A Fijian start-up carrier is planning to launch scheduled passenger and freight services from Nadi to selected Asian, European, Indian and South Pacific destinations from early 1998.

According to Fiji International Airway's Singapore-based chief executive, Alan Lindrea, the company hopes to be granted an air operator's certificate by the Fijian Civil Aviation Administration. The start-up is also subject to approval from the Fiji Trade and Investment Board and ratification of an as-yet-unsigned 24-year-old bilateral between Singapore and Fiji.

Fiji International initially intends to offer a twice-weekly service from Nadi to Manchester, via Singapore and Mumbai. A third weekly frequency will operate from Nadi to London's Heathrow Airport, via Singapore and Athens. The new carrier in addition, is discussing with LanChile a thrice- weekly codeshare service between Fiji and Tahiti, with onward connections to Santiago in Chile.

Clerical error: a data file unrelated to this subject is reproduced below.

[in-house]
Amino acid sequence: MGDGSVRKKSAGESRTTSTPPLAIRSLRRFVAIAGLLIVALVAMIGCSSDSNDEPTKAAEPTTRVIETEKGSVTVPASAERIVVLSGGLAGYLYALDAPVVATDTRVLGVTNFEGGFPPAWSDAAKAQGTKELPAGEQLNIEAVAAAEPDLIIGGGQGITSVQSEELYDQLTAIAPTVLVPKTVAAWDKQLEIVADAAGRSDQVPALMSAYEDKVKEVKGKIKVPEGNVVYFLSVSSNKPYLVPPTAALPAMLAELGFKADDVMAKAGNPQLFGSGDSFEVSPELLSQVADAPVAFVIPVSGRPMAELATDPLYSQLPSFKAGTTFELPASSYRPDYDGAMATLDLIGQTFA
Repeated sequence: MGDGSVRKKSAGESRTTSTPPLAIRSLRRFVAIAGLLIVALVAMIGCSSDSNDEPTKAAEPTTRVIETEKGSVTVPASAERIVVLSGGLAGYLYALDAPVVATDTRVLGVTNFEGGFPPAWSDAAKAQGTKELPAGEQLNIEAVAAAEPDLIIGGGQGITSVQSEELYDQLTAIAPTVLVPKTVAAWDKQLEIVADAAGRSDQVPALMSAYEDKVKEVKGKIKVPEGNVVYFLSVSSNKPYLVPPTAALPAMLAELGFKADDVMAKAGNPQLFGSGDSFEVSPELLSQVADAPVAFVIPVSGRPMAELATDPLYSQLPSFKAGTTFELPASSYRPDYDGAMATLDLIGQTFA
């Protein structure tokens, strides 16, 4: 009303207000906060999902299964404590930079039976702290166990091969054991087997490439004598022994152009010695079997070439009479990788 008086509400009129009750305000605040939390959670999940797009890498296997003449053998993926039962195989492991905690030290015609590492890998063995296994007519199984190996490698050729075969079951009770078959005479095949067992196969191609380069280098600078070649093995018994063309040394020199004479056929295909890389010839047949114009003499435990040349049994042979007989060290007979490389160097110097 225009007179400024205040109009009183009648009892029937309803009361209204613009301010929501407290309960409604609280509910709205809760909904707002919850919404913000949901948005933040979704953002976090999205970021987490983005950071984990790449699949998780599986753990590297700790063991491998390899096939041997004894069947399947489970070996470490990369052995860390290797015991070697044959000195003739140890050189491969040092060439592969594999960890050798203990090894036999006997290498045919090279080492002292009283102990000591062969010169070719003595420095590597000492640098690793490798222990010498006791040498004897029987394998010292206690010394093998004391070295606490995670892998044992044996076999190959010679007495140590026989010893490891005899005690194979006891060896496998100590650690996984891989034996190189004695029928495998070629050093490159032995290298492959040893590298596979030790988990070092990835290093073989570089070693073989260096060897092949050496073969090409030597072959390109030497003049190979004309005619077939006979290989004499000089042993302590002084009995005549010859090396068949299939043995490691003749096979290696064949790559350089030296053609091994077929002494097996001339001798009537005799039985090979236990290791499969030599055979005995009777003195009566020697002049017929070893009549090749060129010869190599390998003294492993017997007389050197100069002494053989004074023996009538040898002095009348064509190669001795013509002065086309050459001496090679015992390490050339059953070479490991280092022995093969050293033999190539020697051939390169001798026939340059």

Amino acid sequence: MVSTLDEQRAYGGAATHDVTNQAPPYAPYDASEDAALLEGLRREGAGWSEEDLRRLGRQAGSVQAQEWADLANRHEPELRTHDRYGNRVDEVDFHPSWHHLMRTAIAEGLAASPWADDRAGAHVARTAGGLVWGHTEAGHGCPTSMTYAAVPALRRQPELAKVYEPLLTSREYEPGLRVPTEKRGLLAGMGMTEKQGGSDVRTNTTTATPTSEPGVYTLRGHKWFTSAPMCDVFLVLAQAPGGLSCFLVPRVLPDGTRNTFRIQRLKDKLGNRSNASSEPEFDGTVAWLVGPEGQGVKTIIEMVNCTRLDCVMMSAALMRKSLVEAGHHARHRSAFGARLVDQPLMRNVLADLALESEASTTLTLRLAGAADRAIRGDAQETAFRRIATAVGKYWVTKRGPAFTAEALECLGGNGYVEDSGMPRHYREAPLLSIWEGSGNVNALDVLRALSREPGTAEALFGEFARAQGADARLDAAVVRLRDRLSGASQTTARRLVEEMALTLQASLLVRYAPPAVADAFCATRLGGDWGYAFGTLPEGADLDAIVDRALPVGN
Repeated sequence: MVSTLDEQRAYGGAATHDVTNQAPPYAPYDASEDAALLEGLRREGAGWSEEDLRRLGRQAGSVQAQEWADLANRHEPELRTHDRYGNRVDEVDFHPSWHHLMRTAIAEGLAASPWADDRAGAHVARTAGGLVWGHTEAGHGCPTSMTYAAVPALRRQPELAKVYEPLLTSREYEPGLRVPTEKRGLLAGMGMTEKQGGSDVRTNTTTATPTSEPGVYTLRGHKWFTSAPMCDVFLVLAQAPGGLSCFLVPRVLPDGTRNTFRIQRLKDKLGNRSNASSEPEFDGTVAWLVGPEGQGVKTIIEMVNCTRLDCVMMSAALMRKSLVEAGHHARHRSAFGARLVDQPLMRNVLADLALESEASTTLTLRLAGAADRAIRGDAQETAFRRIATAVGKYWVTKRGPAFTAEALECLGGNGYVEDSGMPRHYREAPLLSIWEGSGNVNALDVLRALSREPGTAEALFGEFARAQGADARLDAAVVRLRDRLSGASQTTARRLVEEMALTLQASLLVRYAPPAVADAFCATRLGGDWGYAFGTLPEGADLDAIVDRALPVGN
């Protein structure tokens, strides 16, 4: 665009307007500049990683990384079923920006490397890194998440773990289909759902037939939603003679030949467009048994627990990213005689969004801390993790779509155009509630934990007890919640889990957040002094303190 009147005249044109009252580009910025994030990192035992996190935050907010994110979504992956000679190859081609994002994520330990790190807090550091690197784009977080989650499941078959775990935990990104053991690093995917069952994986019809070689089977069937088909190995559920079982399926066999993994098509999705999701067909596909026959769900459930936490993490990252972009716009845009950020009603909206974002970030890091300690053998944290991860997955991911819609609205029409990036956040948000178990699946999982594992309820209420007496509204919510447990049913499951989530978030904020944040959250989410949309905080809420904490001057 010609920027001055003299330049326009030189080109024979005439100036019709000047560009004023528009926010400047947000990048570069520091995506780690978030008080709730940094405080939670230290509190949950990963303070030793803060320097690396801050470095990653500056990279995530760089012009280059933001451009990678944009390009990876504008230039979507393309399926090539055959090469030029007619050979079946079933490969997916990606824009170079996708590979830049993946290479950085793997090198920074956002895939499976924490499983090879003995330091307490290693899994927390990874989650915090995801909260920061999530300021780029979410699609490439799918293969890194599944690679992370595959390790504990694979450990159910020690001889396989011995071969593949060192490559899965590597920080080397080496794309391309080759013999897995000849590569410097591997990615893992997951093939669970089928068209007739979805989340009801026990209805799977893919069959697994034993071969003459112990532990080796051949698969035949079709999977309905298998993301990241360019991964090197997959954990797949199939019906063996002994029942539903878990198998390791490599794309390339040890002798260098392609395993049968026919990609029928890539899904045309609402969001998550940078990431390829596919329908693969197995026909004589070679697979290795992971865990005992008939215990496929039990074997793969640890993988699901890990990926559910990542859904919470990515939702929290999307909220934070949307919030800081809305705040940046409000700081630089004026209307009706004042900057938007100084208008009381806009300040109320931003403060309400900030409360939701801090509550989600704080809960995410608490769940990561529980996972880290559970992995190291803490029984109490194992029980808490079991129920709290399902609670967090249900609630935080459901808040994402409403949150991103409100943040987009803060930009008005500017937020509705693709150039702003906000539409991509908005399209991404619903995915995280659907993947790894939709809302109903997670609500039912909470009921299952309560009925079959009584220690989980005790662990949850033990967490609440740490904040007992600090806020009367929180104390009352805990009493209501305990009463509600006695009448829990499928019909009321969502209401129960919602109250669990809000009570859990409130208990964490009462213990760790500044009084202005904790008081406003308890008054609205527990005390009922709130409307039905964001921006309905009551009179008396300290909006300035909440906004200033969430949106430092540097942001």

The proposed route network is designed to take advantage of the sizeable Indian community living in Fiji, as well as the large Greek population in Australia. Fiji International is looking for an interline deal with an Australian carrier to pick up traffic in Singapore.

Lindrea says that the carrier does not want to compete directly with Fijian flag carrier Air Pacific on its main trunk routes to Australia, Japan or the USA. He adds: "We are not going to compete against Singapore Airlines [SIA]. We will only compete if we lower our fares, and we don't intend to do that."

The airline is discussing leasing two 326-seat Boeing 747-300 Combis from SIA. It plans to man the aircraft with cabin and cockpit crew recruited from Singapore and Fiji and rely on SIA for aircraft maintenance and ground handling.

Fiji International's Singapore operation will take over Royal Jordanian Airline's vacated site at Singapore's Changi Airport shortly. It has also linked with the UK's Airline Management Group to provide administrative expertise and cargo support worldwide.

The company, which will have a 51% Fijian shareholding to conform with bilateral air-service requirements, is believed to be backed by "Malaysian money" and has a paid-up capital of $720,000, with additional funds set aside for aircraft leasing.

Source: Flight International